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How Often Should Women Be Screened for Cervical Cancer?

Cervical cancer is a disease that affects the cervix (the lower part of the uterus), and it can lead to serious health complications and even death if not detected early. Regular screenings can help identify cancerous or pre-cancerous cells before they progress.

But how often should women be screened for cervical cancer?

The American Cancer Society recommends that women start getting regular cervical cancer screenings at age 25. Prior to that, it's not necessary to screen for cervical cancer unless you have symptoms or other risk factors. For women between the ages of 25 and 65, the recommended screening interval depends on the type of test being done.


Pap Smear Test

The Pap smear test is a common screening tool used to identify abnormal cell growth in the cervix. It's recommended that women have a Pap smear test every three years between ages 21-29. For women aged 30-65, Pap smear tests are recommended every three years, or every five years for those who have a combination of Pap smear test and HPV (human papillomavirus) testing.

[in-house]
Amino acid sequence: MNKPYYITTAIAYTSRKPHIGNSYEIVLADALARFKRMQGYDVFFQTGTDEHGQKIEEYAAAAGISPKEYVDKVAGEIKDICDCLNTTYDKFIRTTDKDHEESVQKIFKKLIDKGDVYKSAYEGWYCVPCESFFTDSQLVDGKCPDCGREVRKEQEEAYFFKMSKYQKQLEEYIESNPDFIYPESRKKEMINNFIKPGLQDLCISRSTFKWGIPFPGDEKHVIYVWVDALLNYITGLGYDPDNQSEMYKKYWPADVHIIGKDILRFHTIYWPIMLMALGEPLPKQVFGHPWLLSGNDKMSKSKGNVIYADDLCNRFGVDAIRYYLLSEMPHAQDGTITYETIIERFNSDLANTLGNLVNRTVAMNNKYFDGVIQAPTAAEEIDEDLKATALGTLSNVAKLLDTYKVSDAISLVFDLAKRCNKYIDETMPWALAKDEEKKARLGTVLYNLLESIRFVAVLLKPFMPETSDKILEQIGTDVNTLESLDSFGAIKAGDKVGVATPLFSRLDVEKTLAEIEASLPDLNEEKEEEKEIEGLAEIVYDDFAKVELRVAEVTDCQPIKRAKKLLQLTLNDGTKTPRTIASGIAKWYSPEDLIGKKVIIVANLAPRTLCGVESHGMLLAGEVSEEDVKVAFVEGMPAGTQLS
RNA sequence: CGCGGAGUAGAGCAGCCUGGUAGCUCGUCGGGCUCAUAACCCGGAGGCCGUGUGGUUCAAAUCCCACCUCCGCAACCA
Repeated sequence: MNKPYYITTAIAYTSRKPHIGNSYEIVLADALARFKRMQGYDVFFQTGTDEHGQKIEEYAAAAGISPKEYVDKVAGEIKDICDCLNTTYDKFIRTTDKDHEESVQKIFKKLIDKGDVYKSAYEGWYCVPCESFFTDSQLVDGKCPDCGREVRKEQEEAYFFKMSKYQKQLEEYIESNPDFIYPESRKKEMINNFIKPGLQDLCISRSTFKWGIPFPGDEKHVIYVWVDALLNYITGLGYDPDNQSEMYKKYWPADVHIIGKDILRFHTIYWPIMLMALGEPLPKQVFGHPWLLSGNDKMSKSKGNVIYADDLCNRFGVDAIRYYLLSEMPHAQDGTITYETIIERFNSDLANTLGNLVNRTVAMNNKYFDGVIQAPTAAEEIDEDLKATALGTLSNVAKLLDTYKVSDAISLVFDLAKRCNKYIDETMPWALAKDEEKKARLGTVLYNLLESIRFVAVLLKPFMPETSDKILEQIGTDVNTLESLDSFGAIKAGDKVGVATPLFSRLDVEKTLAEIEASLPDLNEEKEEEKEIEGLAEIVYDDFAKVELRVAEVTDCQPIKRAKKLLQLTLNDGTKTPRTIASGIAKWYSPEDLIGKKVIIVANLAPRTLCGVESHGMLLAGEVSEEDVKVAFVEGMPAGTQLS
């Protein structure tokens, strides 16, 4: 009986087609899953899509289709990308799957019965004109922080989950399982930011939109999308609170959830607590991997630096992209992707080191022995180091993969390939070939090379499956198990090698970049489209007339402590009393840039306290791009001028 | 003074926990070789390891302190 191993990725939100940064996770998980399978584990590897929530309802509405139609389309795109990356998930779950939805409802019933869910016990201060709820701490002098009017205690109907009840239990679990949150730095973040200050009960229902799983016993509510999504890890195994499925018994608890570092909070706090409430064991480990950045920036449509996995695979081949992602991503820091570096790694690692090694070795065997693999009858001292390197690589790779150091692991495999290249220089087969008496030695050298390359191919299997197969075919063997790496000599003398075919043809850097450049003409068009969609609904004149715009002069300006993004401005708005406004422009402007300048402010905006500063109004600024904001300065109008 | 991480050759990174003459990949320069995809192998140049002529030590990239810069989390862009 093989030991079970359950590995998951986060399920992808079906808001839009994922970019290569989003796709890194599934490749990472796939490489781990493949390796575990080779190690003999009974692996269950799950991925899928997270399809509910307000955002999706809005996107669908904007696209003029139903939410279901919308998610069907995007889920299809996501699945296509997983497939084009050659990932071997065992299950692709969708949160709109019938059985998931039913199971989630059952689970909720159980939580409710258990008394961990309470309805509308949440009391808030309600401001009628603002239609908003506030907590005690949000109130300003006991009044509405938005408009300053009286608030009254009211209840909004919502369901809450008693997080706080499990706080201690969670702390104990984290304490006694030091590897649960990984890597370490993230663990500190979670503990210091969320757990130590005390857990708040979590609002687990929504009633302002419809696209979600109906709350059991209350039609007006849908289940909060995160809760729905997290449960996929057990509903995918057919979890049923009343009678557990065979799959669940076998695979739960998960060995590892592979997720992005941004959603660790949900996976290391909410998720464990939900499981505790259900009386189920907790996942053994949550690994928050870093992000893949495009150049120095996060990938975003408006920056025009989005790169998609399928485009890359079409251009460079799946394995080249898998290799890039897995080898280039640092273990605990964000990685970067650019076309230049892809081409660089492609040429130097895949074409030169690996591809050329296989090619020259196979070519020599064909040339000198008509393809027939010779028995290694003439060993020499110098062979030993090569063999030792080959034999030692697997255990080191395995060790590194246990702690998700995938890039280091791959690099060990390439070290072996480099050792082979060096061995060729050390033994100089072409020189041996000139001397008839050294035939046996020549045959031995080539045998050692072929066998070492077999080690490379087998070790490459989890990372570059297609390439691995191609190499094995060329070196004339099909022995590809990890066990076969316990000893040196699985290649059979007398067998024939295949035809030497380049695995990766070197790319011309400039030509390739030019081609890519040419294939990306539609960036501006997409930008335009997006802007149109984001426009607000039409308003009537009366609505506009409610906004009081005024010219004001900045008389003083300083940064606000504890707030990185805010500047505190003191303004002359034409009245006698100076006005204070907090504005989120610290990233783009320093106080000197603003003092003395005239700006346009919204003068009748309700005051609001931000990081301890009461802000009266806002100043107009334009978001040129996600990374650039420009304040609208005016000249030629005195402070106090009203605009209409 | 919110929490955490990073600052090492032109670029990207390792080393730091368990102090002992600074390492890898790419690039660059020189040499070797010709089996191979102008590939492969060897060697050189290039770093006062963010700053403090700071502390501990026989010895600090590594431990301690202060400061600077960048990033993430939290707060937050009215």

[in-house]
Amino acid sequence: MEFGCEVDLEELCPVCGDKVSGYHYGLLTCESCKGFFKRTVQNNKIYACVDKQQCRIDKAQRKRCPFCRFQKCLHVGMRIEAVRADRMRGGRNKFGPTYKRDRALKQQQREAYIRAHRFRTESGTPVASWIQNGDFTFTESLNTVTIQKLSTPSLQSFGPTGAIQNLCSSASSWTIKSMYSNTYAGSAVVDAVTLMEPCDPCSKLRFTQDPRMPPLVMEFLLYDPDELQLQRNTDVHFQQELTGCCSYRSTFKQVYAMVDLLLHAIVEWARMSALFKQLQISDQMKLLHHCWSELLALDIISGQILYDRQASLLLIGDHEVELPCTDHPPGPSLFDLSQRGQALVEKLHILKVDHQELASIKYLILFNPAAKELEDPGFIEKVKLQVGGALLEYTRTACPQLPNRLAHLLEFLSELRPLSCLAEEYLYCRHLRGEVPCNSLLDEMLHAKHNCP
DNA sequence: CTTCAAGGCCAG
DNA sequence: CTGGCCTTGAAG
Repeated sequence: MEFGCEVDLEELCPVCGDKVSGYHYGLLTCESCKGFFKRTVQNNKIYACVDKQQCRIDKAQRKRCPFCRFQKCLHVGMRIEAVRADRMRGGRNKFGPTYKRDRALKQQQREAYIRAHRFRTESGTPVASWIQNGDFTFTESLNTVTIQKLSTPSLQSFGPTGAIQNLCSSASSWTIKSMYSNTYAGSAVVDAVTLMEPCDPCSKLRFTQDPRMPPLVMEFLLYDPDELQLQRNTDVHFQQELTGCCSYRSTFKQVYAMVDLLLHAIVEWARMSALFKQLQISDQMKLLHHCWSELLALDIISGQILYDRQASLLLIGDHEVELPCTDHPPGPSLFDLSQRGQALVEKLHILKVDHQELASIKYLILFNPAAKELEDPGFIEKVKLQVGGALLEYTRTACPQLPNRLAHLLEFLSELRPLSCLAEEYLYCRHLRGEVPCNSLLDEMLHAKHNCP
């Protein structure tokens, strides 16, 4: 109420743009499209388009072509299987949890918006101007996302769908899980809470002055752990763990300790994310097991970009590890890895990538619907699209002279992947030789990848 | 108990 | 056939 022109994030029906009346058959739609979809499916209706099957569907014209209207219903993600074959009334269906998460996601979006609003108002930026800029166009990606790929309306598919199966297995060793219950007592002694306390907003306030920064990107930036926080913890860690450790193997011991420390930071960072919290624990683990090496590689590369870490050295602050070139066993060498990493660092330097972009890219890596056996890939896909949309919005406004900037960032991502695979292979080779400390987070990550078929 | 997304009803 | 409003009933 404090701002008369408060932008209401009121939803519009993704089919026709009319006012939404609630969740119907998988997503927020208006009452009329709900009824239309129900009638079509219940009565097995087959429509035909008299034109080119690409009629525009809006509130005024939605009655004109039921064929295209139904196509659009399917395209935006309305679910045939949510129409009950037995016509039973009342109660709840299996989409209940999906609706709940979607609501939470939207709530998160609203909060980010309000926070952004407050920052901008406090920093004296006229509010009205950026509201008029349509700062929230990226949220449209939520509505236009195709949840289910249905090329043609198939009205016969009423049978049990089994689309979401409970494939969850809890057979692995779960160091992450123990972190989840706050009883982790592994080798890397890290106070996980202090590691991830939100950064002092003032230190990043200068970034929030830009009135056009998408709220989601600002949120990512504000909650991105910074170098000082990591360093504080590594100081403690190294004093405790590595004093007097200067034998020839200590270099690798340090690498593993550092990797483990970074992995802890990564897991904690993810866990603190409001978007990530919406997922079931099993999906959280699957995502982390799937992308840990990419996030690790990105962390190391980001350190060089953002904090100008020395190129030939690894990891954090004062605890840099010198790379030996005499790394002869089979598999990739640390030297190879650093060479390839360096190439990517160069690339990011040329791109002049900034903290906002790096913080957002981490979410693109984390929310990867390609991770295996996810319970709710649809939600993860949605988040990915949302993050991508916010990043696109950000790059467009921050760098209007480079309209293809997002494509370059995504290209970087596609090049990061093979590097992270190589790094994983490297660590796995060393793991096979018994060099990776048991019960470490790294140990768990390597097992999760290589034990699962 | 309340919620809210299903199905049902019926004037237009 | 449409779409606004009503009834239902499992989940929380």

HPV Test

HPV testing is used to detect the presence of the human papillomavirus in the cervix, which can lead to cervical cancer. HPV testing is recommended every five years for women aged 30-65, or every three years for women aged 25-29 who have a normal Pap test result.

Both Pap smear and HPV tests

Women aged 30-65 can also choose to have both a Pap smear and HPV test together once every five years. This method is the most effective at detecting cervical cancer early.

It's important to note that guidelines may differ depending on your healthcare provider and your individual health history. Talk to your doctor about the recommended screening schedule for you.

In addition to regular screenings, other factors that can affect your risk for cervical cancer include your sexual history, age, smoking status, and family history of cervical cancer. If you have any concerns about your risk of cervical cancer, talk to your doctor for guidance on screening and prevention.


Cervical cancer is a serious disease that can be prevented with regular screenings and preventative measures. The recommended screening schedule depends on your age, healthcare provider, and individual health history. By staying up-to-date on your screenings and other preventative measures, you can take control of your health and reduce your risk of cervical cancer. Remember to speak with your healthcare provider about the best screening schedule for you and be proactive in maintaining your overall health.